23 May 2024 World leisure: news, training & property
 
 
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Spa Business
2023 issue 3

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Leisure Management - Deborah Szekely

Spa People: 20th anniversary issue

Deborah Szekely


Nobody should ever be lonely and we must help those who are, especially in later life

photo: Rancho la Puerta
No one should ever be lonely, says Szekely, and spas can help address that photo: Rancho la Puerta

What do you consider to be your greatest achievement?
My daughter. But beyond that, it’s the role I’ve had in politics. I’ve always been involved and when I was in my 60s, I ran for Congress. I didn’t make it, so I moved to Washington and ran a federal agency and created the Congressional Management Manual – a 300-page book about how to run a congressional office which is now in its 17th edition. Nothing like it existed at the time and I’m very proud of the impact it’s had.

And of course I’m very proud of The Ranch, because my husband and I started it from scratch. We actually came up with the idea of the fitness spa – there was no such thing at the time. We had a mountain, fresh air, a river and a creek and guests had to bring their own tent and paid US$17.50 (£13.30, €15.80 ) a week to pitch it. And we had lectures – my husband spoke every day at 4pm under the big tree and everyone attended. Then we’d all have dinner later under that same tree. So the importance of the mind and the wisdom of the elders was always key.

How can the industry realise its true potential?
To go outward, we first have to go inward. Staff have to be given time for massages and exercise classes for themselves, so they know what they’re talking about.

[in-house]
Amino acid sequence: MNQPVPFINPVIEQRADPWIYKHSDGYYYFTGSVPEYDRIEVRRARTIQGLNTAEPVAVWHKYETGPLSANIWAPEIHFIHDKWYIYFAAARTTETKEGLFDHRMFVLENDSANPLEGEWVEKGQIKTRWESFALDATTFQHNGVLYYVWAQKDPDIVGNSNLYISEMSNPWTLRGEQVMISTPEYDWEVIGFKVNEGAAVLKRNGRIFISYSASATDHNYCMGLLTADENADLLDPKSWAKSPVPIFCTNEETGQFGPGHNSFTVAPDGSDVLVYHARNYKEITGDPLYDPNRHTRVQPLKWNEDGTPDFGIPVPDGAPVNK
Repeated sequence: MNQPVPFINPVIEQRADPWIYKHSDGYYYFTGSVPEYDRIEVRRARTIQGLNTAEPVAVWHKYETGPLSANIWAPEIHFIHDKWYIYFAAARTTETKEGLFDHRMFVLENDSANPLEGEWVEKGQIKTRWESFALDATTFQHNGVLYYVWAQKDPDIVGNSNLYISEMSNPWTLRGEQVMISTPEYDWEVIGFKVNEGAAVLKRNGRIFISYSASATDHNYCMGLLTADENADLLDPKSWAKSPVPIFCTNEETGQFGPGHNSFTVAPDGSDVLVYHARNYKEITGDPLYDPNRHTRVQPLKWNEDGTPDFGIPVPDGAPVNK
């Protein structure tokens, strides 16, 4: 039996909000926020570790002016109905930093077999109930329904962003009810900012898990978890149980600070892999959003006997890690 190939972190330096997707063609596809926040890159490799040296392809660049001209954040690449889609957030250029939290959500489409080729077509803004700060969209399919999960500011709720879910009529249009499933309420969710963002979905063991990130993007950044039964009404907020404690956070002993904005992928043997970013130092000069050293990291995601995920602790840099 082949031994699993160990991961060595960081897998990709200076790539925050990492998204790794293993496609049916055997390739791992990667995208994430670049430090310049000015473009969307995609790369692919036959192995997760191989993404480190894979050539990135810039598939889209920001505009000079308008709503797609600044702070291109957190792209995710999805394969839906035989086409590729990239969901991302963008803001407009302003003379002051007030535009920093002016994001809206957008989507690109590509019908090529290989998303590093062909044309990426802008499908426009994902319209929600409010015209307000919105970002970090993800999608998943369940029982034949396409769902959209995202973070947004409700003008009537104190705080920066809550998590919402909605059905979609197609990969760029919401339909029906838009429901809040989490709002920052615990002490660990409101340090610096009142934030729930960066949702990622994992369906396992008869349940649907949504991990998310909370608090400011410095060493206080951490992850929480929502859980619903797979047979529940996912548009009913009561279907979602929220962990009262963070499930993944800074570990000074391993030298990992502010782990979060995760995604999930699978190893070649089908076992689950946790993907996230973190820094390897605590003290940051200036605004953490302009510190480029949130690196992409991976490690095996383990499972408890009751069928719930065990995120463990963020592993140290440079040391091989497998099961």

We have a whole wellness programme for our employees that includes access to treatments, a doctor, family counsellor, psychologist and nutritionist. Being involved with staff creates a sense of loyalty. In our case, we have those whose grandmothers were employed by Rancho la Puerta and they’re happy and proud to work for us.

Spas also need to reach out to become part of the community, which is another way to focus first inwards, then outwards. As it all spills over into the guest experience.

How do you hope the industry will look in 2050?
I hope spas will be out of business because everybody is living the right way! I hope they’ll work better together, support one another, train each other’s staff and share new ideas. I also hope there’ll be less of a separation between spa life and everyday life.

Is there anything you still hope to accomplish?
At my age of 101, no. But I still contribute through the Center for Science and Public Interest. The most important thing is for the food industry to clean up. We have a right to eat food that’s good for us and not full of chemicals.

Any further words of wisdom?
Throughout my life my friends have been my most important support system. Nobody should be lonely and we must help those who are, especially later in life. Here at the Ranch, everybody makes new and soon-to-be permanent pals and they often come back together at the same time. We change people’s lives – we offer so much to learn it’s like a week of college. You’ll experience things to think about long after you go home. And then, when that begins to fade, it’s time to come back again.

Read more: www.spabusiness.com/deborahszekely

More from spa industry leaders...

In celebration of Spa Business’ 20th anniversary, industry leaders take a look at how far the sector has come since the magazine’s inception in 2003, share personal career highlights and reveal their plans and ideas for the future.

View next: Diana Mestre


Originally published in Spa Business 2023 issue 3

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